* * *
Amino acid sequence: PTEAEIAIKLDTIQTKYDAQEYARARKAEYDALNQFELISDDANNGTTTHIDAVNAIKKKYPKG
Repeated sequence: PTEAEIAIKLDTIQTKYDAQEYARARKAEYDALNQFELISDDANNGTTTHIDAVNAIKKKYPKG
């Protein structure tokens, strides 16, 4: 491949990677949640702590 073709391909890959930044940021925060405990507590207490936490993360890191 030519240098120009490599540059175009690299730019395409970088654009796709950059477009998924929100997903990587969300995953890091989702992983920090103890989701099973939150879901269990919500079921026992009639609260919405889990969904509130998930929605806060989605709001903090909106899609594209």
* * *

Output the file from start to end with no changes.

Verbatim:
Amino acid sequence: PTEAEIAIKLDTIQTKYDAQEYARARKAEYDALNQFELISDDANNGTTTHIDAVNAIKKKYPKG
Repeated sequence: PTEAEIAIKLDTIQTKYDAQEYARARKAEYDALNQFELISDDANNGTTTHIDAVNAIKKKYPKG
């Protein structure tokens, strides 16, 4: 491949990677949640702590 073709391909890959930044940021925060405990507590207490936490993360890191 030519240098120009490599540059175009690299730019395409970088654009796709950059477009998924929100997903990587969300995953890091989702992983920090103890989701099973939150879901269990919500079921026992009639609260919405889990969904509130998930929605806060989605709001903090909106899609594209």